OS/2 eZine - http://www.os2ezine.com
May 16, 2003
Isaac Leung got a degree in Engineering Physics and then Electrical Engineering after which he promptly got a job as a product engineer at a company which makes high speed datacom chips. He is old enough to have cut his computer teeth on Commodore 64's and first played with OS/2 1.3 EE while at a summer job with IBM. The first PC he ever owned came with Windows 95, but he soon slapped on OS/2 Warp 3 and has been Warping ever since. In his spare time, he plots to take over the world.

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Mechanical CAD for OS/2

Yes, I specified "Mechanical CAD", because CAD stands for Computer Aided Design, and right now, I'm talking about mechanical design. Like building floorplans, tools, furniture. You know, things. There are other types of design, of course, but that will be something for another day.

Everybody's heard of AutoCAD, right? Unfortunately it isn't for OS/2, but that doesn't mean you don't have options (in fact, you can probably snag an old copy that runs under Windows 3.1.) Let's face it, the CAD software market is pretty much dead and stagnant for OS/2, however, there are still a couple of options available to you right now.

Here's a brief overview of two that I know you can easily get today. Sure, they are oldies, but they're available and will fulfill the needs of most non-professionals.

Overall, I was pleasantly surprised with what I've found, having been used to AutoCAD in the recent years. What can I say? I guess this is another example of monopoly (i.e. AutoCAD) growing by using a proprietary file format, not by superior product. I mean, it is certainly superior now, but I think featurewise, there were plenty of good competitors back when Cadvance and BlueCAD were available.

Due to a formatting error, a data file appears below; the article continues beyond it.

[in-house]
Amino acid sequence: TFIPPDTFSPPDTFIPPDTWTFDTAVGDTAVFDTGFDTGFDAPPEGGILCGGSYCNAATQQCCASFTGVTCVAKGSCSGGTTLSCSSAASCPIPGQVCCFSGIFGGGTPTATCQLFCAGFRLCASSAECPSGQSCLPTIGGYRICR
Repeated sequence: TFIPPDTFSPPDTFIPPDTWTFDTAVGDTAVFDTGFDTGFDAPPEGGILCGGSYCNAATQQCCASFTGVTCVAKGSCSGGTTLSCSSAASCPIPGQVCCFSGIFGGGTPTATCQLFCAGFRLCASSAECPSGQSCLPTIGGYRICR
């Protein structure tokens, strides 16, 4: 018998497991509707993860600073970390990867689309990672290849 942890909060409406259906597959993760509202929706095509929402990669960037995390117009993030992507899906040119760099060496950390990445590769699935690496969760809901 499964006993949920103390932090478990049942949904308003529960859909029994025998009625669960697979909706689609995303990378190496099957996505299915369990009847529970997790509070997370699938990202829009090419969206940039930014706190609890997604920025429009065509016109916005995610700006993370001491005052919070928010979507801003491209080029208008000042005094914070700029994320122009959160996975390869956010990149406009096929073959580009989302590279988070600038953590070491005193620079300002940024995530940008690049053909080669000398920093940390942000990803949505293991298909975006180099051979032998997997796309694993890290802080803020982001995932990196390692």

Both of these options are much less expensive than AutoCAD, and for home use (since you don't have to share files,) they are perfectly suitable. Try it yourself and see if they'll meet your needs. One of them is free to download and the other is inexpensive and has a working demo on hobbes.


I have heard about BlueCAD for years, but it had always been a bit too expensive for my needs, and I had not heard any glowing reviews about it. In fact, OS/2 eZine itself had a review of BlueCAD many years back. Then I saw it on Mensys for a mere $22.21 Euro. Hey, how can I lose? So I ordered it.

Since I live on the other side of the world, in Canada, it took a while to get here. Now, imagine my disappointment when I opened up the package, only to find a CD case that was already opened, and devoid of a CD! I e-mailed Mensys, who promptly e-mailed me back assuring they would send me another CD. And they did, a few days later, I had the hot little BlueCAD CD in my hands. I must compliment Mensys on their great customer service with no hassles.

Installation & Requirements

There are no special requirements for BlueCAD. I mean, this was developed way back when Warp 2.11 and Warp 3 were still around, I think, so just about any OS/2 machine will do. I have MCP1 (plus fixpacks) installed and BlueCAD seemed happy with that too. No problems. (My eComstation computer seemed happy too, of course.)

The installation program is a snap to use, because it's just the standard IBM OS/2 installer. It unpacks the file to the directory of your choice, and adds a couple of entries to your CONFIG.SYS and that's it. Total diskspace was about 12.5MB or so. Not too heavy. Note that this includes a Windows 3.1 version of Acrobat Reader 2!! (Shows the age of this program.) This is only for reading the .PDF manual, so once you've pointed it to your favourite Acrobat reader, you can safely delete this directory.